388477 Peptoid-Modified Bicelles As Surrogate Cell Membranes for Membrane Protein Sensors and Analytics

Thursday, November 20, 2014: 9:27 AM
International 9 (Marriott Marquis Atlanta)
Helya Najafi, Department of Chemical Engineering, University of Arkansas, Fayetteville, AR, Drew DeJarnette, Microelectronics and Photonics Graduate Program, University of Arkansas, Fayetteville, AR, D. Keith Roper, Chemical Engineering, University of Arkansas, Fayetteville, AR and Shannon L. Servoss, Ralph E. Martin Department of Chemical Engineering, University of Arkansas, Fayetteville, AR

The study of membrane-affiliated interactions is significant to the understanding of cell function, detecting biomarkers to diagnose disease, and testing the efficiency of new therapeutic targets. The amphiphilic character of membrane proteins makes them difficult to produce, leading to low availability and stability.  Surrogate cell membranes can be used to stabilize membrane protein structure and maintain native activity. One type of surrogate cell membranes that we are interested in are bicelles, which are disc-shaped lipid bilayers that are created by combining long- and short-chain phospholipid pairs. Our goal is to modify the edges of bicelles by incorporating peptoids with different functional groups. For example, thiol groups can be included so that the peptoid-modified bicelles can be anchored to a gold surface. Peptoids are ideal for this application since a large diversity of side chains can be easily incorporated in a sequence-specific manner. Bicelles with different peptoid compositions are imaged using SEM, TEM and AFM. The presence of peptoids in the bicelles is confirmed by fluorescence microscopy and attachment of gold nanoparticles.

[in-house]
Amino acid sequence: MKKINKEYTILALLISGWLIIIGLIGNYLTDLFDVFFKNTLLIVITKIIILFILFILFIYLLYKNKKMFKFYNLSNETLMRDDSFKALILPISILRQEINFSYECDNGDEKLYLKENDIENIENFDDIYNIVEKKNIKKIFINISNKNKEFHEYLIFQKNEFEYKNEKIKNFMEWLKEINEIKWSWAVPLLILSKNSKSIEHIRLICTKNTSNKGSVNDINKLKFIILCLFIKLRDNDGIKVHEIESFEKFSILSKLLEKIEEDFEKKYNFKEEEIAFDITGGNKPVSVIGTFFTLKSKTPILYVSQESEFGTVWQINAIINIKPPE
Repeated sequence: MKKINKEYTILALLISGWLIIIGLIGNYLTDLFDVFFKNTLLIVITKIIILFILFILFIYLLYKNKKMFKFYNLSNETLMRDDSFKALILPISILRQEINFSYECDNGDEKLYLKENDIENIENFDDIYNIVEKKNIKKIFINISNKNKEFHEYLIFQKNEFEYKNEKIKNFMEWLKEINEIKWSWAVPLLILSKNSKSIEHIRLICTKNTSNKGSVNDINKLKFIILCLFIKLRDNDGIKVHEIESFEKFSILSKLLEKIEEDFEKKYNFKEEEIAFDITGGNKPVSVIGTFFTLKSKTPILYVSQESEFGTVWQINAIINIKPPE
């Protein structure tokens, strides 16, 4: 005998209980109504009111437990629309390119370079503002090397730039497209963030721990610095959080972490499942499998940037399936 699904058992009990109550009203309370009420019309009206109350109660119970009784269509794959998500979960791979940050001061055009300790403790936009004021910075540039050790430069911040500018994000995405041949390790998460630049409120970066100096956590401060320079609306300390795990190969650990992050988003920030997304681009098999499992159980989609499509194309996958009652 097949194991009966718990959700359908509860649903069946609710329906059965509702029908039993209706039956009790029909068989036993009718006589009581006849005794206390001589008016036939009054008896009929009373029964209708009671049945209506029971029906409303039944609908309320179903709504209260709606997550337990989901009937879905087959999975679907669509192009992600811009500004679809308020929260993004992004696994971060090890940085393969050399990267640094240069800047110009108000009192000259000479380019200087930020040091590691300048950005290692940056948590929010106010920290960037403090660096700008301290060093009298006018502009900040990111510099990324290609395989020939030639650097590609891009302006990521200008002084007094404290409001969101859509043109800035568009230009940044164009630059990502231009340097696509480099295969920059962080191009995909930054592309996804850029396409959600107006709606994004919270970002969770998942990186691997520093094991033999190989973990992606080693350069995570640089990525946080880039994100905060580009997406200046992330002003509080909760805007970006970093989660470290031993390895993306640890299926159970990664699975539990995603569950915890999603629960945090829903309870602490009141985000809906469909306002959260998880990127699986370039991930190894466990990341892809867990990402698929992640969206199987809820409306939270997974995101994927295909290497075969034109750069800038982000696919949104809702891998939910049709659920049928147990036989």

Extended Abstract: File Not Uploaded
See more of this Session: Biomimetic Materials
See more of this Group/Topical: Materials Engineering and Sciences Division